A is probably the book answer. In the real world, it is more complicated. Sometimes bullys like attention, and with A, you are giving positive reinforcement to inappropriate behaviour.
I don't believe that giving attention to the aggressor first is very effective. It's likely that the child is looking for attention, and giving him that attention reinforces his aggressions.
B. fulfills the intent of the information in your text. Encouraging children to discuss their differences shows the children a better way of handling situations like this.
I believe so also. The text gave the example of a student hitting another one in order to get a toy phone. So the Aide reinforced a positive way to get what the student wanted instead of using negative words. I do this often with my four children...sometimes it works...however, there are times when it does not. :D
I do agree with you. Some children do like the attention whether it is in a positive way or negative way. I feel like these children are lacking something from their home life. Therefore, acting out is the only way to get attention.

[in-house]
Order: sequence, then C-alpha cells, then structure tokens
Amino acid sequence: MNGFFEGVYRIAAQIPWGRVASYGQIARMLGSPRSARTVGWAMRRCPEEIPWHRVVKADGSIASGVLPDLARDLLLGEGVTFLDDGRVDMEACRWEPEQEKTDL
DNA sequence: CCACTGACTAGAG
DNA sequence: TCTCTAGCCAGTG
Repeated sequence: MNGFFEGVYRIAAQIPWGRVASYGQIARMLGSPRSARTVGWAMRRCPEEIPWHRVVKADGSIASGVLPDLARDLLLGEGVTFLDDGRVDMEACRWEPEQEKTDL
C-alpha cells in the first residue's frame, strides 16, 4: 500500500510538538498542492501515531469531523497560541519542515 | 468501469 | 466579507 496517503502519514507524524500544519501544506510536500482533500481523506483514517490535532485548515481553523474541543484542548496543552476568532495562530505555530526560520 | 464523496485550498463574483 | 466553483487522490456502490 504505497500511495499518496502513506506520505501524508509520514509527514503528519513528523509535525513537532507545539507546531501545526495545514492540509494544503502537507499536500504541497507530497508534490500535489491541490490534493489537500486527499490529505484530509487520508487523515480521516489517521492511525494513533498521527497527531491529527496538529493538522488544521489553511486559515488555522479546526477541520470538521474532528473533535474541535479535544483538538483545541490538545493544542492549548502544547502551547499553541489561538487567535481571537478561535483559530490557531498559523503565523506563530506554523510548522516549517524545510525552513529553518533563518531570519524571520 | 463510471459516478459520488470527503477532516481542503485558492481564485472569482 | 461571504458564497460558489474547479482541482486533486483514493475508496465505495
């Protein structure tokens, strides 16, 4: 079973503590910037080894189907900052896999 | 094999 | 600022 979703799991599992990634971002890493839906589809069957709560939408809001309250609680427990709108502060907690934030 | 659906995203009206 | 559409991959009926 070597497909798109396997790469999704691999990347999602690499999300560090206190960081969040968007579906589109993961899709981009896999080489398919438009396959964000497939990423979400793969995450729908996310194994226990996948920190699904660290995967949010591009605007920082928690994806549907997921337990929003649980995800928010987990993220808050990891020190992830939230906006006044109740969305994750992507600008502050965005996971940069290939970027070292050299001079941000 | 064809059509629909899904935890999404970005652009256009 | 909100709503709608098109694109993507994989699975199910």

This is one reason why I want to be a Teacher. So I can help children who honestly need help and be a role model for those who do not have one.
I do agree Ms. Sue but the text does not offer that as an answer. I will go back over my text to make sure though.
Also children at a certain age can't discuss their differences. I am meaning as in Pre-K and sometimes Kindergarten. So I figured the answer would be "A".
I was going to write ... it really depends on the age of the kids. In an after-school program, there would be a range, right?
I remember an interview for a high school principal position I heard once. (I was on the interviewing panel; never did understand why I was chosen for that!) One question was, "What would you do if a fight broke out at a school dance?" The most impressive answer to that was, "I'd turn on all the lights and start separating kids."
I would have chosen D -- but then I never taught tiny children except my own!
Yes, the question is lacking because it doesn't specify the age.
I'm reminded of a couple of incidents from my children's childhood. My younger daughter was in first grade and generally doing very well. However, occasionally, she turned in a paper that was almost all wrong. Her teacher told me that she told Shelley to do these papers over -- but also gave her some additional attention a little later. It worked. :-)
My son was 10 or so when he came into the house with a new friend. He said, "This is Larry. We just had a fight. We're friends." Apparently that is one way small boys have of meeting each other. They remained friends with no aggression for years.